Business

How to put social tools to work at your company

Image Credit: Peshkova via Shutterstock

Bryony Cole is Yammer’s head of community and thought leadership.

Enterprise social initiatives fail because they lack a purpose and they lack support.

But when teams start strong with a vision for success, identify their goals and metrics, generate executive buy-in, and can remain flexible, they are poised to get enterprise social right.

Social media has redefined the way we learn, share, and communicate. It has bought the power of open communication to everyone, and in the context of business, unlocked the voice of the employee. By connecting the dots up, down, across, and beyond the organization, enterprise social networking (ESN) releases the potential for business transformation and culture change at a scale previously unattainable.


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Many companies who want to use these tools underestimate the organizational and cultural change required to help employees shift to a new, more collaborative and transparent way of working. As a result, Gartner predicts through 2015, 80 percent of social business efforts will not achieve the intended benefits due to inadequate leadership and an overemphasis on technology.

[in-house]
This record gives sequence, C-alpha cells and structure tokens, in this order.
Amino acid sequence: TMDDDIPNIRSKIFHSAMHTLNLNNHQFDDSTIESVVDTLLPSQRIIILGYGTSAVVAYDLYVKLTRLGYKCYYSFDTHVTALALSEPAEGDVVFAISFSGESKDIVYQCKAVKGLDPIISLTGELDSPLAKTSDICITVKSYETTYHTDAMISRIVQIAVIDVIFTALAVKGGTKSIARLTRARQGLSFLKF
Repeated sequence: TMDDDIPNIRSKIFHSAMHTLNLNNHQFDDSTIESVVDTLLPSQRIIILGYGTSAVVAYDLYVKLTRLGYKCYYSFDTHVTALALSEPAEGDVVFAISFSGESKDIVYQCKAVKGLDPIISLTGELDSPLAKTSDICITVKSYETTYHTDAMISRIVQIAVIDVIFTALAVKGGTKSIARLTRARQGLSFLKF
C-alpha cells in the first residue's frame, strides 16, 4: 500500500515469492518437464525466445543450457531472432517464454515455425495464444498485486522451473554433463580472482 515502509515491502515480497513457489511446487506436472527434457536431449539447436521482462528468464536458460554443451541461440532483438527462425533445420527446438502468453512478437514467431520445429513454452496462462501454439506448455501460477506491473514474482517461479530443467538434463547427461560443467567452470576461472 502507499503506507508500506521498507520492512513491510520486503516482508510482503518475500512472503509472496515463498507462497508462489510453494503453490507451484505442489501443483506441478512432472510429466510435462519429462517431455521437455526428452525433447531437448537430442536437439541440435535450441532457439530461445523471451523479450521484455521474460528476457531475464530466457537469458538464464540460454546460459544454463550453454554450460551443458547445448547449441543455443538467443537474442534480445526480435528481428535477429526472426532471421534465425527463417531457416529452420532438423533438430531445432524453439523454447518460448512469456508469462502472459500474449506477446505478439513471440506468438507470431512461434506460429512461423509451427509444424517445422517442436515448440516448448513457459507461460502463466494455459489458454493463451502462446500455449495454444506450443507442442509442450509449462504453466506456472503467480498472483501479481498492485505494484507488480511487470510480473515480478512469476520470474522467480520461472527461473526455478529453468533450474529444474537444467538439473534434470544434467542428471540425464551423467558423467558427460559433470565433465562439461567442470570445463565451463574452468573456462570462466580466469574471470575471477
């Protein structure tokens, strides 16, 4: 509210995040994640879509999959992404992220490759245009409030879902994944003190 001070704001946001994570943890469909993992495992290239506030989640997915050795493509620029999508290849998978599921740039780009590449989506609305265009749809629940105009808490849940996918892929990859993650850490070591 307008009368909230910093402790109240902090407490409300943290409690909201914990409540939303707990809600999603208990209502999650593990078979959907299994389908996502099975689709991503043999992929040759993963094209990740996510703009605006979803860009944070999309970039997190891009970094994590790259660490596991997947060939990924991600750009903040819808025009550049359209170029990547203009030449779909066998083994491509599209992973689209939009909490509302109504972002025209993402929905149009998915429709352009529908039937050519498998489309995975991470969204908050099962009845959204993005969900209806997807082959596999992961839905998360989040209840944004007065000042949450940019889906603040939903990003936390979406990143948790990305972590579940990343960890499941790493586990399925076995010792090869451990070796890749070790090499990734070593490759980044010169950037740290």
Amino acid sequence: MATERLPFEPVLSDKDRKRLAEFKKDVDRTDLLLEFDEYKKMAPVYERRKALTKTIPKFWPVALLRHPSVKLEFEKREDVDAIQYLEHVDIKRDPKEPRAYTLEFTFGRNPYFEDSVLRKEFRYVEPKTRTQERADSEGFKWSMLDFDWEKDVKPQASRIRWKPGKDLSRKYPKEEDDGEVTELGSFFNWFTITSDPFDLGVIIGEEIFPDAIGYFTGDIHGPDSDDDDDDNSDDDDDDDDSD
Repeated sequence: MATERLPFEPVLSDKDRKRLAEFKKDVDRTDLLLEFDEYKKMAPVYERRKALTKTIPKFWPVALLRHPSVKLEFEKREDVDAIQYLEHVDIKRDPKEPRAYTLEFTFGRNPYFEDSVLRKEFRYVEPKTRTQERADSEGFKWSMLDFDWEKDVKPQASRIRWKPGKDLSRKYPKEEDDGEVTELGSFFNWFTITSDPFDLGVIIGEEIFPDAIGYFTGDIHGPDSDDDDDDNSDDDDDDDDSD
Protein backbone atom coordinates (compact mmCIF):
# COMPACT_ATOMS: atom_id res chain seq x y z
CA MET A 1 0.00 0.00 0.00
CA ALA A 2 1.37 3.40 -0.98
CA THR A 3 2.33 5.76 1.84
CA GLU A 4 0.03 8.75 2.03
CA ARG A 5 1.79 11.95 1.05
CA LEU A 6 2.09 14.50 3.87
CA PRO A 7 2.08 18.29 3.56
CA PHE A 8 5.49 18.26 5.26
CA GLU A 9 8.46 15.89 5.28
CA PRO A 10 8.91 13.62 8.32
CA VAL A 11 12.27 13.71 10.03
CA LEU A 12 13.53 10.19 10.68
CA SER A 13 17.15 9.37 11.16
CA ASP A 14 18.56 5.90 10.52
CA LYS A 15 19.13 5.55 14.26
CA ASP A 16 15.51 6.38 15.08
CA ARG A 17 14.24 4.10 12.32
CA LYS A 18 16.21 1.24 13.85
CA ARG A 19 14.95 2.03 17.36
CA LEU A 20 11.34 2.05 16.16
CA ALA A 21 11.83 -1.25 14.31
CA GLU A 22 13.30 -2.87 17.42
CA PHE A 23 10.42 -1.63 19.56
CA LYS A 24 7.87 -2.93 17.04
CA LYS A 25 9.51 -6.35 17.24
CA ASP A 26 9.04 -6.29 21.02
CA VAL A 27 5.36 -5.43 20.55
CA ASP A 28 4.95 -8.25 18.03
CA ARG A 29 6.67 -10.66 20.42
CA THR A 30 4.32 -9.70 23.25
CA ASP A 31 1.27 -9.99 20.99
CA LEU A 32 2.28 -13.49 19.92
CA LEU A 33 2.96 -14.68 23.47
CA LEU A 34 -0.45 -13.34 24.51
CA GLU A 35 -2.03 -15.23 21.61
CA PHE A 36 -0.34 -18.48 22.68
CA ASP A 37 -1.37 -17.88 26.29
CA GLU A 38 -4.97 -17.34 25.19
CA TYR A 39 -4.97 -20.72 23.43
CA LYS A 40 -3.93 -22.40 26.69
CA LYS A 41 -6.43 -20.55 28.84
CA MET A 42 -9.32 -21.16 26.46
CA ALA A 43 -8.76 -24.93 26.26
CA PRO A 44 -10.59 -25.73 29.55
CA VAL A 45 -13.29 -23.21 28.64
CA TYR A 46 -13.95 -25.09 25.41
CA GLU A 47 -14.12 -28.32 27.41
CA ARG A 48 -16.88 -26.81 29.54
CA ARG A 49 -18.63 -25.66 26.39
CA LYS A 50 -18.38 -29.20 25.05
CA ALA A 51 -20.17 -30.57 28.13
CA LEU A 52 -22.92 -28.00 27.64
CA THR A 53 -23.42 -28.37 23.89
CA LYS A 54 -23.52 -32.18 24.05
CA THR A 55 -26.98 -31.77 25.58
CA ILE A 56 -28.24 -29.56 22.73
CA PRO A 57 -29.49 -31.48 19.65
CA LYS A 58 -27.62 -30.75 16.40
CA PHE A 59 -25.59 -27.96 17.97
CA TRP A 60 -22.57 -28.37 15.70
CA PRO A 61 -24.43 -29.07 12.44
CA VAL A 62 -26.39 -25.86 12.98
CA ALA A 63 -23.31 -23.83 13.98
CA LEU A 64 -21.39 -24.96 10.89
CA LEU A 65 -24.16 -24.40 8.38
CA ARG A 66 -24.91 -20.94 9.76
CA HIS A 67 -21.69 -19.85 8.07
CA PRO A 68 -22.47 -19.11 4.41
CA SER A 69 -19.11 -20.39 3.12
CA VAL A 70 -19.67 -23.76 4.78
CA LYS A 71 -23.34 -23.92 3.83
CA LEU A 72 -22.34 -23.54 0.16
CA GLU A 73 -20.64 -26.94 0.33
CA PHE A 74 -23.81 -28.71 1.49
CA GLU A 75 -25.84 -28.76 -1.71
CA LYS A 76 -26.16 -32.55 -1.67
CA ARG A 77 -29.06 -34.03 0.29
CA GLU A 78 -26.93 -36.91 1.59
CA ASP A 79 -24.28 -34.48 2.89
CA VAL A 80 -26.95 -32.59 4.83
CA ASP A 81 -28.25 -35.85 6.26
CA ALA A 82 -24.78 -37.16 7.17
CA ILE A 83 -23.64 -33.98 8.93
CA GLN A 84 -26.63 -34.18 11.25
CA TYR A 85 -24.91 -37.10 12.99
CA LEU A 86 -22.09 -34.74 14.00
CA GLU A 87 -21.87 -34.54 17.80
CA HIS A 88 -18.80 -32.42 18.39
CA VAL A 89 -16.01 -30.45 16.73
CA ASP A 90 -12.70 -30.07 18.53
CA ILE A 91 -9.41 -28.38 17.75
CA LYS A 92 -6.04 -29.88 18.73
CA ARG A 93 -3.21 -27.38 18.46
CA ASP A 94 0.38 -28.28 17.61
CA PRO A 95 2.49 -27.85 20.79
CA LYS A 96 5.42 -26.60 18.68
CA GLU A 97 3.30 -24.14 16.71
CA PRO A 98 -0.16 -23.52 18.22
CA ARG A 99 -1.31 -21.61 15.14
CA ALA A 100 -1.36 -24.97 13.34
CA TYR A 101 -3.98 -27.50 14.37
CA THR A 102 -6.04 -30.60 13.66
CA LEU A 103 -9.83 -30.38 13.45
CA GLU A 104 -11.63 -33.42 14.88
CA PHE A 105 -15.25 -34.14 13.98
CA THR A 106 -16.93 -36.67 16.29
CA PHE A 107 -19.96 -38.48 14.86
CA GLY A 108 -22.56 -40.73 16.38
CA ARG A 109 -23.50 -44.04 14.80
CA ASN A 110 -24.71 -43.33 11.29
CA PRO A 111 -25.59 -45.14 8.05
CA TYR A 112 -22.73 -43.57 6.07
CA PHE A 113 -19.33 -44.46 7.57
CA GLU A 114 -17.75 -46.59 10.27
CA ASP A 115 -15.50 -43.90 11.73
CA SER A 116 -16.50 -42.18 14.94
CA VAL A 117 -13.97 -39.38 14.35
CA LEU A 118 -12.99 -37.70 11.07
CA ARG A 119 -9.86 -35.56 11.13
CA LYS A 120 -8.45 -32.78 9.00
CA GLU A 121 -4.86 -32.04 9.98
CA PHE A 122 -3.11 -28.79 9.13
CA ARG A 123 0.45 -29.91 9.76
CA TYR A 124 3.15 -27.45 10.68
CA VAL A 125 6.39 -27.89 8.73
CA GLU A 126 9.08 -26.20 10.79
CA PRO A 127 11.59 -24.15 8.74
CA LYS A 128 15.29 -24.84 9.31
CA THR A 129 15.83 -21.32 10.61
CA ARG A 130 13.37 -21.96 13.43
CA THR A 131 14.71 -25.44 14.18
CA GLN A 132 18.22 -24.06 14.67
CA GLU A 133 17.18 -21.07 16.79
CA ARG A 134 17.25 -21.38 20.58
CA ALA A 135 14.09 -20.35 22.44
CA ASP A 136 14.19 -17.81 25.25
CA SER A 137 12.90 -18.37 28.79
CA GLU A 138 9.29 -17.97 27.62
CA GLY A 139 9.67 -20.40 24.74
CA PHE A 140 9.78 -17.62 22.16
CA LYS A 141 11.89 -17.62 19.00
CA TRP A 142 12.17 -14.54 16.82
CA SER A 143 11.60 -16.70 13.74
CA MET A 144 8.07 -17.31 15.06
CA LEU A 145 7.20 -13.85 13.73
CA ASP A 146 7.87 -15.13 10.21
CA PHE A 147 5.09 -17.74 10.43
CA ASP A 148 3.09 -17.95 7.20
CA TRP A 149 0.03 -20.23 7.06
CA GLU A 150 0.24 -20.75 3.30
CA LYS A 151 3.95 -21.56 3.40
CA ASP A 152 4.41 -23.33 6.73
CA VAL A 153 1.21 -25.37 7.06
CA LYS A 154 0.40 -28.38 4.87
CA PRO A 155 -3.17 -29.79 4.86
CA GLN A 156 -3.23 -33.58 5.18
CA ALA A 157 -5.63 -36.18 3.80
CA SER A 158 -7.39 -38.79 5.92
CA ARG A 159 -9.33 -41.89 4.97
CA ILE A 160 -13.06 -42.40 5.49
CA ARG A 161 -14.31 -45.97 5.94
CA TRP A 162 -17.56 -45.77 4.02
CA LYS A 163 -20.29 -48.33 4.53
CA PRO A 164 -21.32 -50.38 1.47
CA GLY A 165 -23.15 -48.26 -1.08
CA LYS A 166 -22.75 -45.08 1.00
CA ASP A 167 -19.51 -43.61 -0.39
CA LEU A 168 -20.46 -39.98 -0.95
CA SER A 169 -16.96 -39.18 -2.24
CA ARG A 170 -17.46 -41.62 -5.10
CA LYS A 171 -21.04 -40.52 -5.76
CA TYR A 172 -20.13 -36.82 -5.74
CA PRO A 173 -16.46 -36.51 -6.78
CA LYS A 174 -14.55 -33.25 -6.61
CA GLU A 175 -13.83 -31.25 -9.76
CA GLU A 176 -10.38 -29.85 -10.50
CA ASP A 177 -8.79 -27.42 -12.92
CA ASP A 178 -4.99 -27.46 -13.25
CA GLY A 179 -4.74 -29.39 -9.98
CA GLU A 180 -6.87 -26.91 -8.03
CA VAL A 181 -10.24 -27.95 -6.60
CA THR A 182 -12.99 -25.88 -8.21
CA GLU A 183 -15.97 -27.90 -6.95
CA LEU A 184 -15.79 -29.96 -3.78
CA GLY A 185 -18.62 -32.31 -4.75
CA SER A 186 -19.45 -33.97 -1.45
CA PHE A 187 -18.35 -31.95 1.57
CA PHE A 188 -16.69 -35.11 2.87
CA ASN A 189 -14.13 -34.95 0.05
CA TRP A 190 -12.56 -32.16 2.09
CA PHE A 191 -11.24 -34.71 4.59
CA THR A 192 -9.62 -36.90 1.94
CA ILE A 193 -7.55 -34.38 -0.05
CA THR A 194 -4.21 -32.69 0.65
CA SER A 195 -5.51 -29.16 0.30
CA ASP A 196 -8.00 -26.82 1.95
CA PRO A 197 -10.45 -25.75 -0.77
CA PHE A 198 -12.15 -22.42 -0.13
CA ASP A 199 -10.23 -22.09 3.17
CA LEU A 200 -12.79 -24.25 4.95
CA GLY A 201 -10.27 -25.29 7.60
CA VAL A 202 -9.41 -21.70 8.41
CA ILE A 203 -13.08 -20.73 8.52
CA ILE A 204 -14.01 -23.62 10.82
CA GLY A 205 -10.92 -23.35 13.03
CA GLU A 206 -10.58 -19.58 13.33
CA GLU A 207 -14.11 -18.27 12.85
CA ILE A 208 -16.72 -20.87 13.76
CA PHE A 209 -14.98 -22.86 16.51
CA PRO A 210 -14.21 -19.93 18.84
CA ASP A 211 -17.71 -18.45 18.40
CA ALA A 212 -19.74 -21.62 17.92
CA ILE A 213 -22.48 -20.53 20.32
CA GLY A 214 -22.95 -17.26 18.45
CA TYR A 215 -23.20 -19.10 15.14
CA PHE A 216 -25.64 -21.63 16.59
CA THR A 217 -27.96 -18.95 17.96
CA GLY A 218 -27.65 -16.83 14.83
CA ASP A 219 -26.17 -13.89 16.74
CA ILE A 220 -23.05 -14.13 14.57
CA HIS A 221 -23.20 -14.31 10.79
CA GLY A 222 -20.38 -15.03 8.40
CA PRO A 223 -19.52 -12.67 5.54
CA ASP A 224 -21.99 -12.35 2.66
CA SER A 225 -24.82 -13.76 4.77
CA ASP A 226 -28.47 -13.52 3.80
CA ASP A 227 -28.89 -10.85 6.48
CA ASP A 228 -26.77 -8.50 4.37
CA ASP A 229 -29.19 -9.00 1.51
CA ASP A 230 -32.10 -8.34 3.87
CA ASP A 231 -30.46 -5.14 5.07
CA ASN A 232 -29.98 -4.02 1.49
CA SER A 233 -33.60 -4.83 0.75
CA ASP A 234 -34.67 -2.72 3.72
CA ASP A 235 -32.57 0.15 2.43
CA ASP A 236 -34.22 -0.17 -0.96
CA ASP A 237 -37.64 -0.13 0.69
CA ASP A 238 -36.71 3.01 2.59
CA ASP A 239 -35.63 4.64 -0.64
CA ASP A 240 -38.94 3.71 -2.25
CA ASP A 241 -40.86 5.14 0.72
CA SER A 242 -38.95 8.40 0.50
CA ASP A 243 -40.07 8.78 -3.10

Simply buying a platform and turning it on won’t be enough. Without dedicated organizational and cultural change management, a company implementing social runs the risk of being overwhelmed with “digital landfill.”  The good news is there is a growing list of companies paving the way. Here are 5 keys to getting enterprise social initiatives right:

1. Assess & define

Before you can change your culture, you need a firm grip on your starting line.

Most companies say they want a more open, collaborative culture but have organizational structure and policies in place that actually prevent it.

Before jumping in the deep end with social, define what you hope to achieve, and identify a timeline to match the organization’s current state. View enterprise social as a journey, not a campaign, and be honest in identifying any pain points, which may slow adoption and engagement.